Yang, Yamazaki join president for dedication of 'green' building
Actress Jennifer Siebel, a Stanford alumna, and her fiancé, San Francisco Mayor Gavin Newsom, chatted with civil engineering Professor Richard Luthy, right, before the dedication.
President John Hennessy spoke Tuesday at the dedication of the Jerry Yang and Akiko Yamazaki Environment and Energy Building.
When President John Hennessy first approached Yahoo! co-founder Jerry Yang and his wife, Akiko Yamazaki, about creating an interdisciplinary home for the university's environmental research, "it really hit home for us," Yamazaki recalled Tuesday at the dedication of the building the couple made possible, the Jerry Yang and Akiko Yamazaki Environment and Energy Building.
"We felt this was one of the best investments that we could make for the next generation, and our children," she told a crowd of several hundred who gathered around one of the new building's trademark atriums. The Earth's environment will benefit from Stanford's unique ability to tackle complex problems, she said. "We cannot afford not to do something today," she added.
Yamazaki and Yang contributed $50 million toward the building, dubbed Y2E2—shorthand for Yamazaki and Yang, energy and environment.
Yang, now a Stanford trustee and the chief executive officer of Yahoo!, reminded the audience of his student days: "This part of campus is very familiar to me. I think David Filo and I started Yahoo! about 100 yards that way."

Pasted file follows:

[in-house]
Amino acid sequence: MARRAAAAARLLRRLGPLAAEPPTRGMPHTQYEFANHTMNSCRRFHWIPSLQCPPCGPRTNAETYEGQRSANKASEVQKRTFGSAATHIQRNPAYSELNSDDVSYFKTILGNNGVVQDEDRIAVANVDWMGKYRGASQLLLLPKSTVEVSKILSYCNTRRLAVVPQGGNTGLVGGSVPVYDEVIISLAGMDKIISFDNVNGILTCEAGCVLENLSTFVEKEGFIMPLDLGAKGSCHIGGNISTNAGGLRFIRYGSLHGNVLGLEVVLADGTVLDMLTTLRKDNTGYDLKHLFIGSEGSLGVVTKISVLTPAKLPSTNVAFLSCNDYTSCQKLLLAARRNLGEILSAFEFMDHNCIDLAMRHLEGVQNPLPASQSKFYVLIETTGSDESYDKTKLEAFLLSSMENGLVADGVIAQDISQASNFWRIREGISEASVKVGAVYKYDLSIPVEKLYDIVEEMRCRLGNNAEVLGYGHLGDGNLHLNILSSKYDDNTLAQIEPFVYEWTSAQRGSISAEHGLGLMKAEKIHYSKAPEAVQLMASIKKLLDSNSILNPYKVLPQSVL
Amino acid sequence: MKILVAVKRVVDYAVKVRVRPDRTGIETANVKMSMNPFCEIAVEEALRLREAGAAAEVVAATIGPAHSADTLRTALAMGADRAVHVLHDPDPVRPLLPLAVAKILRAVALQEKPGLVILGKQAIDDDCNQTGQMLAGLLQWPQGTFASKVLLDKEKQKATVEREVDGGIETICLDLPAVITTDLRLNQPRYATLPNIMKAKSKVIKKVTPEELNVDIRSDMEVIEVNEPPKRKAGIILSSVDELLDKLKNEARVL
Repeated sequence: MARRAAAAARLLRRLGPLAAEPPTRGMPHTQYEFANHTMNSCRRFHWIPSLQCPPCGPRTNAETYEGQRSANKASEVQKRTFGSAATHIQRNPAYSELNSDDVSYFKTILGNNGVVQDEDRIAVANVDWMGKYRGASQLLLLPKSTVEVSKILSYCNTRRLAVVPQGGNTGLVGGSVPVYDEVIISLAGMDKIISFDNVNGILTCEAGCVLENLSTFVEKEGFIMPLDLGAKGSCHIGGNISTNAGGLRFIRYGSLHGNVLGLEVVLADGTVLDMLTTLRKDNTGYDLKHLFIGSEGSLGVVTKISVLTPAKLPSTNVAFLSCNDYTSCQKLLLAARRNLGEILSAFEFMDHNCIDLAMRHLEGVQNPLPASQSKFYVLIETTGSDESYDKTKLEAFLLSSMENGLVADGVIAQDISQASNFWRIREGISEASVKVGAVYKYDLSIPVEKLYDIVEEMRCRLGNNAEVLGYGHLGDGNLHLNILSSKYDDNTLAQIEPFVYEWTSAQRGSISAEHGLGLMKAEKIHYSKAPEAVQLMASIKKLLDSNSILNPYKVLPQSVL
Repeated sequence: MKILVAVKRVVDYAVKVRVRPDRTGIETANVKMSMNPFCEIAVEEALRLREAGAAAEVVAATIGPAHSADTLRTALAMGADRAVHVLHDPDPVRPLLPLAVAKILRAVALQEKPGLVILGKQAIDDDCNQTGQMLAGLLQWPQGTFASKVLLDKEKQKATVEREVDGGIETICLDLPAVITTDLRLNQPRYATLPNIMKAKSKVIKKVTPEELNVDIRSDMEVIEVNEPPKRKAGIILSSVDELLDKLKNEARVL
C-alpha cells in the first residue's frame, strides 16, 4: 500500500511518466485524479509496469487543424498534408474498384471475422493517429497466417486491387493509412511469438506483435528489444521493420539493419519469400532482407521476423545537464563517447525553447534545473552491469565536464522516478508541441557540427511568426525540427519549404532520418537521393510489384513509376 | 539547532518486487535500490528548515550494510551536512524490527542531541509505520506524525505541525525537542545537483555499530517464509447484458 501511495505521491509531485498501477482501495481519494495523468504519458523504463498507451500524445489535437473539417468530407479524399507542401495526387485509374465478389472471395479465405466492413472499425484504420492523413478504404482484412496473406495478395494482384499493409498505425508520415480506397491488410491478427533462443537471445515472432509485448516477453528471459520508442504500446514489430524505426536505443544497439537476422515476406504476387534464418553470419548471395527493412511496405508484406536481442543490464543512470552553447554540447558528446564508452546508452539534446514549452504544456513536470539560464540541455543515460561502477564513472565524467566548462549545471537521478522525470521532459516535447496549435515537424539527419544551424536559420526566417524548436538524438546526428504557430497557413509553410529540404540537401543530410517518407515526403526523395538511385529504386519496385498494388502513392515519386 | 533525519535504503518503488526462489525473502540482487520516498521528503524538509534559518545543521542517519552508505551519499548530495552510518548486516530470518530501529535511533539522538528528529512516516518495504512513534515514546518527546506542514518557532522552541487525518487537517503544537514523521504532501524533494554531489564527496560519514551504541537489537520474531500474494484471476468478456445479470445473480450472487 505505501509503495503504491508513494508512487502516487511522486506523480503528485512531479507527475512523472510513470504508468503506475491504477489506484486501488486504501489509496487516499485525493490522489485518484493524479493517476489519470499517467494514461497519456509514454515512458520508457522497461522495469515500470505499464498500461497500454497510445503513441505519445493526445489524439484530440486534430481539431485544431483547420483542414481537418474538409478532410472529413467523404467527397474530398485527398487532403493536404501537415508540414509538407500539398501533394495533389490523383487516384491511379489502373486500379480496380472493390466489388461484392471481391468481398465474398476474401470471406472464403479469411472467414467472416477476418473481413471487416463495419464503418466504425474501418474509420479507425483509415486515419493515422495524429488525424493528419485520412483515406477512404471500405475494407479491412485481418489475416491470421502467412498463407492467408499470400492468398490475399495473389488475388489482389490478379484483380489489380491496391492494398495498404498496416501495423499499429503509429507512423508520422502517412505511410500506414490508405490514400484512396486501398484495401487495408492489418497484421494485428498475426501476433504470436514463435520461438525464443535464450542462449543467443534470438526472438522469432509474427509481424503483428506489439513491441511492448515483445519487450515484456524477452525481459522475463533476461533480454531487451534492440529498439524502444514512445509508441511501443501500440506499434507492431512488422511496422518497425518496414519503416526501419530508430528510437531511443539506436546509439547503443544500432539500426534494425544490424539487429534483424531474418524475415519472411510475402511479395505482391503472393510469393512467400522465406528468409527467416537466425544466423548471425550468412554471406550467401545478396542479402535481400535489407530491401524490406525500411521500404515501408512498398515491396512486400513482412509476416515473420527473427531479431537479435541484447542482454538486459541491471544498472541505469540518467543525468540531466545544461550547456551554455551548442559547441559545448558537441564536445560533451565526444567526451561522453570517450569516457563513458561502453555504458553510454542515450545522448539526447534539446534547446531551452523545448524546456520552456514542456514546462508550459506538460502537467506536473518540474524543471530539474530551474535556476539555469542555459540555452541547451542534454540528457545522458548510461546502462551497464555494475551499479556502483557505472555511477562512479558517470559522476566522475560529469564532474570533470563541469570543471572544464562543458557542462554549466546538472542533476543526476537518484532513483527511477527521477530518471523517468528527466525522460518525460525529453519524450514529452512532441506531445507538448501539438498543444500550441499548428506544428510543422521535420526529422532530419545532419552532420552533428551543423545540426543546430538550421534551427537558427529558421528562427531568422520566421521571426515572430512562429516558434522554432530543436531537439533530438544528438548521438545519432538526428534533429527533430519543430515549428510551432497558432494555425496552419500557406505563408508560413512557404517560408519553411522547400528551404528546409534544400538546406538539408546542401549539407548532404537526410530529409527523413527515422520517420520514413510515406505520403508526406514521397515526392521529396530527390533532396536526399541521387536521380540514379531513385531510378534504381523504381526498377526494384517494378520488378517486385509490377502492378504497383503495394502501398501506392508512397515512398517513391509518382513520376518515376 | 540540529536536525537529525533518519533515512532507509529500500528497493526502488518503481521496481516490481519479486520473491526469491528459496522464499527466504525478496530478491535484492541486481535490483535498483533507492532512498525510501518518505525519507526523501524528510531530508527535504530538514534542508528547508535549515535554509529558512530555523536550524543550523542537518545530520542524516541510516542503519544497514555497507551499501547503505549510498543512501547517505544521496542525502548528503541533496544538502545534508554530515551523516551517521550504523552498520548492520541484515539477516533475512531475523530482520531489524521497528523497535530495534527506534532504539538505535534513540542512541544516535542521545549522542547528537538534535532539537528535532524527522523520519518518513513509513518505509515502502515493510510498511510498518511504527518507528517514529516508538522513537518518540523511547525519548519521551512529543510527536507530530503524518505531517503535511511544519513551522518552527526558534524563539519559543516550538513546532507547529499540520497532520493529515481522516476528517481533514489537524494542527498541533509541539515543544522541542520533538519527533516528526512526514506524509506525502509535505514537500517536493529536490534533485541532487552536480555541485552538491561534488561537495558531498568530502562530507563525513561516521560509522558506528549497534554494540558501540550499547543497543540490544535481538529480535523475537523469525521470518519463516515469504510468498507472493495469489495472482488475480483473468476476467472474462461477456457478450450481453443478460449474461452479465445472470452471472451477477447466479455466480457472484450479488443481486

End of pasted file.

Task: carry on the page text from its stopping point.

Hennessy quoted Winston Churchill and David Starr Jordan, Stanford's first president, in describing the significance of bringing together researchers from all of the university's seven schools into one energy-efficient building—the greenest building on campus—to work together on environmental issues.
"We shape our buildings, and afterward, our buildings shape us," Hennessy said, quoting Churchill.
Jordan, Hennessy said, told the graduates of 1908 that a university "is an institution from which in every direction blazes the light of original research." The Y2E2 building, Hennessy said, "will serve as our core. It will serve as the center of the environmental solar system at Stanford."
Earlier Tuesday, during a related symposium, Y2E2 won praise from one of its new occupants, Jeffrey Koseff, a professor of civil and environmental engineering and co-director of the Woods Institute for the Environment. "It is much more than a building; it is a symbol of what is possible," Koseff said. "It is designed for problem-solving, designed to conserve, designed to inspire, and designed to teach."
Ashley Kamiura, a science-writing intern at the Stanford News Service, contributed to this story.